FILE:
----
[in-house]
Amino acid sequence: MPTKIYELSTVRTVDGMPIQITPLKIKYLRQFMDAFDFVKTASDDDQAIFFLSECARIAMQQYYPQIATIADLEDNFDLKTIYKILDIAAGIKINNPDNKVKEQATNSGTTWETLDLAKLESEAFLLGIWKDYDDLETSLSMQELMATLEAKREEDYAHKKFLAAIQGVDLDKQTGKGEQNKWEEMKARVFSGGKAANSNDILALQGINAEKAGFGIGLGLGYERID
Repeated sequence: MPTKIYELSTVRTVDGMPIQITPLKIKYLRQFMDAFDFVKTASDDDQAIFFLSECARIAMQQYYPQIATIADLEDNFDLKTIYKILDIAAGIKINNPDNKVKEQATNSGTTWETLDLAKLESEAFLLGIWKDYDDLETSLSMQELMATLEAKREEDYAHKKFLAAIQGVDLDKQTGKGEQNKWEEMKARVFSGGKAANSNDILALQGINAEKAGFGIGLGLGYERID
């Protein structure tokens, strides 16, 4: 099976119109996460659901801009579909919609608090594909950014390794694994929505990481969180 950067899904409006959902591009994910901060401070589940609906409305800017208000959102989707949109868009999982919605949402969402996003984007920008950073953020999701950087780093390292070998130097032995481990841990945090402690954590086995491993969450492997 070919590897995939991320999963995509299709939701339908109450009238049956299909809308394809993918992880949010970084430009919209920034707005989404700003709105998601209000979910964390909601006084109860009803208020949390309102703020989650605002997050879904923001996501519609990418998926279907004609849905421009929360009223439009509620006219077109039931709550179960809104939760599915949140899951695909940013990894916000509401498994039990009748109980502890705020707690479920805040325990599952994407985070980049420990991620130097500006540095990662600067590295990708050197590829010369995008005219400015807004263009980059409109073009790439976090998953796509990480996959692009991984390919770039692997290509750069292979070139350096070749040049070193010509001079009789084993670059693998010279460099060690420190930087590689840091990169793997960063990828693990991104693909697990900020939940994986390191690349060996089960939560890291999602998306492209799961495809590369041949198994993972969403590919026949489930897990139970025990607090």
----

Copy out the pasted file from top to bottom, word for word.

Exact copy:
[in-house]
Amino acid sequence: MPTKIYELSTVRTVDGMPIQITPLKIKYLRQFMDAFDFVKTASDDDQAIFFLSECARIAMQQYYPQIATIADLEDNFDLKTIYKILDIAAGIKINNPDNKVKEQATNSGTTWETLDLAKLESEAFLLGIWKDYDDLETSLSMQELMATLEAKREEDYAHKKFLAAIQGVDLDKQTGKGEQNKWEEMKARVFSGGKAANSNDILALQGINAEKAGFGIGLGLGYERID
Repeated sequence: MPTKIYELSTVRTVDGMPIQITPLKIKYLRQFMDAFDFVKTASDDDQAIFFLSECARIAMQQYYPQIATIADLEDNFDLKTIYKILDIAAGIKINNPDNKVKEQATNSGTTWETLDLAKLESEAFLLGIWKDYDDLETSLSMQELMATLEAKREEDYAHKKFLAAIQGVDLDKQTGKGEQNKWEEMKARVFSGGKAANSNDILALQGINAEKAGFGIGLGLGYERID
């Protein structure tokens, strides 16, 4: 099976119109996460659901801009579909919609608090594909950014390794694994929505990481969180 950067899904409006959902591009994910901060401070589940609906409305800017208000959102989707949109868009999982919605949402969402996003984007920008950073953020999701950087780093390292070998130097032995481990841990945090402690954590086995491993969450492997 070919590897995939991320999963995509299709939701339908109450009238049956299909809308394809993918992880949010970084430009919209920034707005989404700003709105998601209000979910964390909601006084109860009803208020949390309102703020989650605002997050879904923001996501519609990418998926279907004609849905421009929360009223439009509620006219077109039931709550179960809104939760599915949140899951695909940013990894916000509401498994039990009748109980502890705020707690479920805040325990599952994407985070980049420990991620130097500006540095990662600067590295990708050197590829010369995008005219400015807004263009980059409109073009790439976090998953796509990480996959692009991984390919770039692997290509750069292979070139350096070749040049070193010509001079009789084993670059693998010279460099060690420190930087590689840091990169793997960063990828693990991104693909697990900020939940994986390191690349060996089960939560890291999602998306492209799961495809590369041949198994993972969403590919026949489930897990139970025990607090």